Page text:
“Sunny becoming cloudy by midday with a few showers in the afternoon is the forecast for the Montreal area:” that was the weather the local Gazette was promising for Saturday, September 2, 1972. Of course, the deluge in Montreal came in the evening, 49 years ago, on Forum ice, when Canada’s confident hockey team defied (homegrown) prognosticators and stumbled to a 7-3 defeat at the sticks of the visitors from the Soviet Union. The vodka ad here ran in the Toronto Sun’s special Summit Series edition that morning, the cover of which appears below. The headline on Ted Blackman’s column in Monday morning’s Gazette: “A dark day, Sept. 2, 1972: when pride turned to trauma.”
Sorry to learn of the death of Dolores Claman, who composed the rousing theme song that used to open broadcasts of CBC’s Hockey Night in Canada back when the world was younger. Born in Vancouver in 1927, she died this week in Spain at the age of 94.
Claman was trained as a concert pianist before she switched keys to dedicate herself to composing. She was working for Maclaren Advertising in Toronto when she was hired in 1968 to craft a fanfare to open the national broadcaster’s Saturday-night flagship. The theme she came up with became a proxy national anthem. It was 2008 that the Hockey Night relationship ended, in acrimony: CTV ended up buying the rights to the song after the CBC and Claman couldn’t settle a financial dispute. While Claman’s iconic theme took an early retirement on broadcasts of regional games on TSN, Hockey Night resorted to replacing it with an imperfect (and perfectly forgettable) facsimile.
From 2008, here’s the Globe and Mail’s Peter Cheney with the musical origin story:
It started on a peaceful afternoon in 1968, when Dolores Claman sat down at her Knabe grand piano and began picking at the keys, searching for a sound. Outside the window was her garden, then the blue expanse of Lake Ontario. Ms. Claman tried B-flat, then the key of C, seeking the musical essence of something she had never seen firsthand: a professional hockey game.
Ms. Claman was a classically trained musician who loved Bach, but she made her living composing jingles. She had written music for everything from toothpaste to its natural enemy, Macintosh toffee. Now she was thinking about Canada’s national sport. She pictured Roman gladiators wearing skates. Suddenly, five notes popped into her head. She tapped them out, stressing the third: “dunt-da-DUNT-da-dunt.”
Ms. Claman had no idea that she just made herself part of Canadian history — and that she had set the stage for an epic battle 40 years in the future.
“I wasn’t thinking about much at the time,” Ms. Claman, 80, said yesterday from her home in London, England. “The song wasn’t hard to do.”
Born in Sudbury, Ontario, on a Tuesday of this same date in 1939, Ed Giacomin is 82 today, so a birthday nod to him. ““Ed-dee! Ed-dee! Ed-dee!” is what the fans at New York’s Madison Square Garden chanted in 1989 when the Rangers retired the number 1 Giacomin wore in his decade with the team, starting in 1966. He was twice named to the NHL’s First All-Star team and (with Gilles Villemure) won the 1971 Vézina Trophy. He was beloved in New York, which is why it registered as such a shock in the fall of 1975 when Rangers GM Emile Francis exposed him on waivers. Snapped up by the Detroit Red Wings, Giacomin played his next game was at MSG … against the Rangers. Wearing Red Wing red and number 31, Giacomin stymied his former teammates sufficiently for Detroit to depart with a 6-4 win. Fans booed the Rangers that night, and every time Giacomin stopped a shot, his name echoed through the building: “Ed-dee! Ed-dee! Ed-dee!”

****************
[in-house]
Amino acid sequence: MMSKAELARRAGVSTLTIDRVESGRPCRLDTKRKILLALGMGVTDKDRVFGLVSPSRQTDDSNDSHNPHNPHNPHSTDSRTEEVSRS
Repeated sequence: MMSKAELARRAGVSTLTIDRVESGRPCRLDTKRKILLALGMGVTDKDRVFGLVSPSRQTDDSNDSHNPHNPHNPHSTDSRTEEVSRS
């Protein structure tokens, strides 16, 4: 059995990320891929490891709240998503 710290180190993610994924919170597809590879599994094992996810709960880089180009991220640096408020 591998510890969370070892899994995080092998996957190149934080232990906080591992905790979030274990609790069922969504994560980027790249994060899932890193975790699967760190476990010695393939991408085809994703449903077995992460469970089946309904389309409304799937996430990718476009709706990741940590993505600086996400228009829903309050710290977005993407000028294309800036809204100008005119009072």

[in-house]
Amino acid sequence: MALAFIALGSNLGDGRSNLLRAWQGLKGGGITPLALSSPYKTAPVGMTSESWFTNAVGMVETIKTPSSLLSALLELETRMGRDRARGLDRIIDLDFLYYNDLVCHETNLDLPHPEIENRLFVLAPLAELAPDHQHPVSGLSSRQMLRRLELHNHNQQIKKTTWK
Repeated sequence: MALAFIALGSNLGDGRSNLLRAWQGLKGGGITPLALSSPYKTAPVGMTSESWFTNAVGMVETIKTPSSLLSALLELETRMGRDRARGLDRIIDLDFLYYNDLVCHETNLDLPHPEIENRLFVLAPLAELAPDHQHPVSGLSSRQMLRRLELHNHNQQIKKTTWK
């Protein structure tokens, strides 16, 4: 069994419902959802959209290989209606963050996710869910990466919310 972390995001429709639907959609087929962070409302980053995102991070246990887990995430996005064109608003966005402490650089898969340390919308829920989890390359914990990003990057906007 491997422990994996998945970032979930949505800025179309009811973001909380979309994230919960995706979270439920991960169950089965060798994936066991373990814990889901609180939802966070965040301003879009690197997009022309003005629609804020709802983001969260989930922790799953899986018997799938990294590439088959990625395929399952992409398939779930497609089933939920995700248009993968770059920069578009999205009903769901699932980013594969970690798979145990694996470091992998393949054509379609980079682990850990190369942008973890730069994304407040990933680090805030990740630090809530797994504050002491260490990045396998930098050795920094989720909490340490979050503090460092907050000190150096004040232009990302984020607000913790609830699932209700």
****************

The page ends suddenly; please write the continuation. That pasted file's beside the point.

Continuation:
Ed Giacomin played parts of three seasons with Detroit before he retired in 1978. He was elevated to the Hockey Hall of Fame in 1987. The sales job depicted here dates to 1974.
It was on a Saturday of this date in 1951 that Toronto Maple Leaf defenceman Bill Barilko scored that famous goal of his — the one that’s celebrated in song and on west-end Toronto underpasses (below), whereby he beat Montreal Canadiens goaltender Gerry McNeil in overtime to win Toronto its fourth Stanley Cup in five years. When he wasn’t patrolling the Leafs, Barilko and his older brother Alex owned an east-side business on Toronto’s Danforth, endorsed (above) by some of his teammates in the early 1950s. In ’51, Barilko Bros. would sell you a 17-inch Admiral TV console with built-in (and I quote) Dynamagic radio and triple-play automatic phonograph for $750 (installation extra). They also were ready to fill all your live bait needs: $1.25 would get you 100 dew worms or 25 frogs. Leeches? 85 cents a dozen. The Barilko’s would ship them to you, province-wide, too, worms and frogs and leeches; I don’t know about TVs.